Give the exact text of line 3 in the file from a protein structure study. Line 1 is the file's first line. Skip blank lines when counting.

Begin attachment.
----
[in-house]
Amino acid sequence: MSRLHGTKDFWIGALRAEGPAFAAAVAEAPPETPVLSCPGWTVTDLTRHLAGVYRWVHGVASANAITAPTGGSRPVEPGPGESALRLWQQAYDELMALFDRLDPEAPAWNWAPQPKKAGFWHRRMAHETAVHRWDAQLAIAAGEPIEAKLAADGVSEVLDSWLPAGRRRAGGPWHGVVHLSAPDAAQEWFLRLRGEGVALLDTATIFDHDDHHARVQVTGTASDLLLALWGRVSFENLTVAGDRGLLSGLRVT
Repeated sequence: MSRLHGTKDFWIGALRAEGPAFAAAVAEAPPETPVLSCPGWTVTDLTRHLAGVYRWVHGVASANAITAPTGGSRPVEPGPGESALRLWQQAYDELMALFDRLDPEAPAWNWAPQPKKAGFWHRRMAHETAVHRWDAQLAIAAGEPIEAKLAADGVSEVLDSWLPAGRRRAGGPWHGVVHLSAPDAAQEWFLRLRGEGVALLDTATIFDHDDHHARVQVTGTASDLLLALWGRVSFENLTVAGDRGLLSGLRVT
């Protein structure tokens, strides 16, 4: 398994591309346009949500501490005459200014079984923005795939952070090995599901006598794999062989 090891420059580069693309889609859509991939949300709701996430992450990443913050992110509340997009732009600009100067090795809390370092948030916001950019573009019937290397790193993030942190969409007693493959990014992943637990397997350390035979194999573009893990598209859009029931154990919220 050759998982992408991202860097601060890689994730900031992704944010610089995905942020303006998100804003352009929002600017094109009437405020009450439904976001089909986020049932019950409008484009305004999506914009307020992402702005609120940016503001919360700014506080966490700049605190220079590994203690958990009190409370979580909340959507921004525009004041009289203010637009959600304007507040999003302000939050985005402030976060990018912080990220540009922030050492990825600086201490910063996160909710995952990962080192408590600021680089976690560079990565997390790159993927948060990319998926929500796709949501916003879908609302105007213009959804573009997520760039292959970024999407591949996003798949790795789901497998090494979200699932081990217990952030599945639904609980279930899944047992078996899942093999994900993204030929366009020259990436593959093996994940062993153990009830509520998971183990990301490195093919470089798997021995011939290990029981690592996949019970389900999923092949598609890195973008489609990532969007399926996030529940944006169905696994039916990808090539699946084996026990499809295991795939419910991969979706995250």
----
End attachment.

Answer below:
Repeated sequence: MSRLHGTKDFWIGALRAEGPAFAAAVAEAPPETPVLSCPGWTVTDLTRHLAGVYRWVHGVASANAITAPTGGSRPVEPGPGESALRLWQQAYDELMALFDRLDPEAPAWNWAPQPKKAGFWHRRMAHETAVHRWDAQLAIAAGEPIEAKLAADGVSEVLDSWLPAGRRRAGGPWHGVVHLSAPDAAQEWFLRLRGEGVALLDTATIFDHDDHHARVQVTGTASDLLLALWGRVSFENLTVAGDRGLLSGLRVT